The stricter policing of breakdown laws is a vitally important change being enforced at the start of Super Rugby Aotearoa, writes CRAIG LEWIS.
After just three games in New Zealand’s domestic competition, penalties have flowed at the breakdown. Good! If it takes hundreds of penalties for players to conduct safer, legal play at the breakdowns, so be it. In fact, if it takes thousands of penalties, so be it.
A point that has been driven home as New Zealand kick-started live rugby again is the fact that officials are not enforcing new laws, but simply focusing on stricter policing of those that have always existed.
Just three games into the Aotearoa competition, players coming in to clean out from the side or flying in off their feet at the breakdown have been mercilessly penalised. Good!
For some time now, the breakdown has increasingly begun to look like the scene of a serious ‘accident’ waiting to happen.
In an attempt to prevent defending players from slowing down ball, or attempting to poach possession, we have regularly seen opponents flying into rucks with reckless abandon in the past.
Often it is the neck and shoulder areas of players that have been exposed at a time when they are awkwardly prone with their heads in a ruck, only to find themselves on the receiving end of massive hits from a clean-out that comes from a player flying into the breakdown from the side or straight off their feet with force.
By reinforcing existing law, officials are forcing players and teams to reconsider how they approach their play at the breakdown, and the overwhelming consequence is that it will make for a safer game.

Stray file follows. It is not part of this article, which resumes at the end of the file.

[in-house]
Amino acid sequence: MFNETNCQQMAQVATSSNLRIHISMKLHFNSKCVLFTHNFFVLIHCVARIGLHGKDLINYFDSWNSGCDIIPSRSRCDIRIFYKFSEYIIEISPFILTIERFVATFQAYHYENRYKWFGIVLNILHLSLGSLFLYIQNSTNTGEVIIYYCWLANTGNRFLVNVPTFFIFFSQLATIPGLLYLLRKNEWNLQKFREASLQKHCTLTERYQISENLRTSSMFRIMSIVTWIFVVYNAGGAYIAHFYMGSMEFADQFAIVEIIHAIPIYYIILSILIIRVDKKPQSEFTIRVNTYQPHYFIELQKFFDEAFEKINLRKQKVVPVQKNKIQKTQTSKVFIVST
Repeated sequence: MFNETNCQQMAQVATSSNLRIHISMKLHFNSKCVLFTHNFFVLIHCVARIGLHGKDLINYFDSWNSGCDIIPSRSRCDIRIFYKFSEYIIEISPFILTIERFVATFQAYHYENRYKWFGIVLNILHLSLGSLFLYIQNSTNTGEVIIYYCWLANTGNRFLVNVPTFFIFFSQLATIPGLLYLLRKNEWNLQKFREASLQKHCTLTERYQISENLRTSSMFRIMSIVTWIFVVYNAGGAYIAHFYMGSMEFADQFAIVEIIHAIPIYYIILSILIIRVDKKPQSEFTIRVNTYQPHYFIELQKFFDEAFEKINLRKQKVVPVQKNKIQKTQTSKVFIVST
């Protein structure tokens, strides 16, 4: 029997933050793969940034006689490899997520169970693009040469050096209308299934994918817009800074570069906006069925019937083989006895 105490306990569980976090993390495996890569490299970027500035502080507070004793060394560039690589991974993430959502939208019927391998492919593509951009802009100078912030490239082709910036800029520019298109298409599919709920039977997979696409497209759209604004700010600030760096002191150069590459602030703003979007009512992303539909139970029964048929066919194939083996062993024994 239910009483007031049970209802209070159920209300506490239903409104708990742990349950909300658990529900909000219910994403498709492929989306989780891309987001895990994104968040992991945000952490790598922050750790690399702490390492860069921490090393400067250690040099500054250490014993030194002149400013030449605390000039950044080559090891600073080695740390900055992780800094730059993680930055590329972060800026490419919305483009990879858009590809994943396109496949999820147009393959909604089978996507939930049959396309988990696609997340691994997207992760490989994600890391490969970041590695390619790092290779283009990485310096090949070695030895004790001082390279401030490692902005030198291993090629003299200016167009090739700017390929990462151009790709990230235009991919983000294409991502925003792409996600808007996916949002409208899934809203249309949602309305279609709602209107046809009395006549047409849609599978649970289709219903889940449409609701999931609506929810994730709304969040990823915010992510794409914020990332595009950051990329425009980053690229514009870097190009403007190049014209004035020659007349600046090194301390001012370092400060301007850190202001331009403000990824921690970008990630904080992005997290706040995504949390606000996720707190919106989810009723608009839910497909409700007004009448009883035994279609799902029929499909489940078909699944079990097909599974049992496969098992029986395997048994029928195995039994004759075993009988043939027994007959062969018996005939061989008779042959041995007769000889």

Yes, there will be some clear teething problems as players start to adjust to the stricter refereeing, while the inordinate penalty count at the breakdown has been quite painful to watch at times at the start of Aotearoa. But, again, so be it!
This is not one of those refocused law interpretations that should become a passing fad – such was the case with the stricter enforcement of straight scrum feeds, which then seemed to be quickly forgotten as old habits returned.
By ensuring players enter the ruck legally and do so by remaining on their feet, it’s ensuring that there is far less dangerous force from clean-outs, allowing for fetchers to once again come into play but, more importantly, ensuring they can do their jobs with a greater degree of safety and security. Kudos to that.
The most important thing we need now is for the officials across the board to ensure this law focus is enforced with consistency, and maintained from week to week without letting up. If this is the case, players and coaches are bound to adapt and adjust in double-quick time, particularly if the punishment through penalties remains unrelenting.
Ultimately, it’s all for the greater good, and may well prevent a serious neck or head injury, which had frighteningly begun to look like it was bound to happen in just a matter of time.